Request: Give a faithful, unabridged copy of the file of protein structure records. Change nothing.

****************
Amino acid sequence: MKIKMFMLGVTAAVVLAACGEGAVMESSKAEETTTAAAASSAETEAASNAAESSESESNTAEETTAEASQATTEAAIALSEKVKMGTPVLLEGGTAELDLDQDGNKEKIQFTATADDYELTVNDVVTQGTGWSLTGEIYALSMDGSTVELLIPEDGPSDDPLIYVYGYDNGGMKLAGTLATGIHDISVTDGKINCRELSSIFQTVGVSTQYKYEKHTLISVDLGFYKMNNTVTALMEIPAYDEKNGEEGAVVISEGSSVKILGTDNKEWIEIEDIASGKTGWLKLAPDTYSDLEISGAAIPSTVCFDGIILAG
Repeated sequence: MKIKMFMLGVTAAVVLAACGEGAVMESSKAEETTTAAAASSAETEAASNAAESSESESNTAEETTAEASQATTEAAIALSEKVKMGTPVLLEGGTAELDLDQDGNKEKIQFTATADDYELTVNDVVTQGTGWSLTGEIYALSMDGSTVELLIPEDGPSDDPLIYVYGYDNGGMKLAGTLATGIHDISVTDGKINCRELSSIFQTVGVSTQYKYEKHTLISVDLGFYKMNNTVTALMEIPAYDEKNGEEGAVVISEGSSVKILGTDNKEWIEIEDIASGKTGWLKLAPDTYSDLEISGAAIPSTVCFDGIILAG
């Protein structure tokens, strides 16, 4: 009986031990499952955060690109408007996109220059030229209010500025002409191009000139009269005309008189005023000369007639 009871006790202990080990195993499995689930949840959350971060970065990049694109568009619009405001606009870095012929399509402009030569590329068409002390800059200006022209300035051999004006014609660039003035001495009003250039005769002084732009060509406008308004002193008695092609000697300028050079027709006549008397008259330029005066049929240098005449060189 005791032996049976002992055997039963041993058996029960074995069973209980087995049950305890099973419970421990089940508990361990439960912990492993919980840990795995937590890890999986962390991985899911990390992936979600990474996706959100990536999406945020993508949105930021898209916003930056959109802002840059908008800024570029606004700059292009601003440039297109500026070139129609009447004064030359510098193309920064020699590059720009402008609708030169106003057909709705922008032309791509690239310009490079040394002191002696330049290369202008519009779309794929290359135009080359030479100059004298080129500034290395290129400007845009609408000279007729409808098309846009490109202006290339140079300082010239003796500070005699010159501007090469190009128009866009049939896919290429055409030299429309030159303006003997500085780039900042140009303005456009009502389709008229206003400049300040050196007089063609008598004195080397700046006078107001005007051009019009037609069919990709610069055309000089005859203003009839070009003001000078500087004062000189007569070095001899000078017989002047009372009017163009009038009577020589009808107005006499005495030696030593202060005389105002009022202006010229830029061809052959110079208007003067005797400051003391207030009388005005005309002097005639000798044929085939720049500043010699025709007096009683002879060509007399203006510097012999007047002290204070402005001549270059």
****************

Amino acid sequence: MKIKMFMLGVTAAVVLAACGEGAVMESSKAEETTTAAAASSAETEAASNAAESSESESNTAEETTAEASQATTEAAIALSEKVKMGTPVLLEGGTAELDLDQDGNKEKIQFTATADDYELTVNDVVTQGTGWSLTGEIYALSMDGSTVELLIPEDGPSDDPLIYVYGYDNGGMKLAGTLATGIHDISVTDGKINCRELSSIFQTVGVSTQYKYEKHTLISVDLGFYKMNNTVTALMEIPAYDEKNGEEGAVVISEGSSVKILGTDNKEWIEIEDIASGKTGWLKLAPDTYSDLEISGAAIPSTVCFDGIILAG
Repeated sequence: MKIKMFMLGVTAAVVLAACGEGAVMESSKAEETTTAAAASSAETEAASNAAESSESESNTAEETTAEASQATTEAAIALSEKVKMGTPVLLEGGTAELDLDQDGNKEKIQFTATADDYELTVNDVVTQGTGWSLTGEIYALSMDGSTVELLIPEDGPSDDPLIYVYGYDNGGMKLAGTLATGIHDISVTDGKINCRELSSIFQTVGVSTQYKYEKHTLISVDLGFYKMNNTVTALMEIPAYDEKNGEEGAVVISEGSSVKILGTDNKEWIEIEDIASGKTGWLKLAPDTYSDLEISGAAIPSTVCFDGIILAG
């Protein structure tokens, strides 16, 4: 009986031990499952955060690109408007996109220059030229209010500025002409191009000139009269005309008189005023000369007639 009871006790202990080990195993499995689930949840959350971060970065990049694109568009619009405001606009870095012929399509402009030569590329068409002390800059200006022209300035051999004006014609660039003035001495009003250039005769002084732009060509406008308004002193008695092609000697300028050079027709006549008397008259330029005066049929240098005449060189 005791032996049976002992055997039963041993058996029960074995069973209980087995049950305890099973419970421990089940508990361990439960912990492993919980840990795995937590890890999986962390991985899911990390992936979600990474996706959100990536999406945020993508949105930021898209916003930056959109802002840059908008800024570029606004700059292009601003440039297109500026070139129609009447004064030359510098193309920064020699590059720009402008609708030169106003057909709705922008032309791509690239310009490079040394002191002696330049290369202008519009779309794929290359135009080359030479100059004298080129500034290395290129400007845009609408000279007729409808098309846009490109202006290339140079300082010239003796500070005699010159501007090469190009128009866009049939896919290429055409030299429309030159303006003997500085780039900042140009303005456009009502389709008229206003400049300040050196007089063609008598004195080397700046006078107001005007051009019009037609069919990709610069055309000089005859203003009839070009003001000078500087004062000189007569070095001899000078017989002047009372009017163009009038009577020589009808107005006499005495030696030593202060005389105002009022202006010229830029061809052959110079208007003067005797400051003391207030009388005005005309002097005639000798044929085939720049500043010699025709007096009683002879060509007399203006510097012999007047002290204070402005001549270059």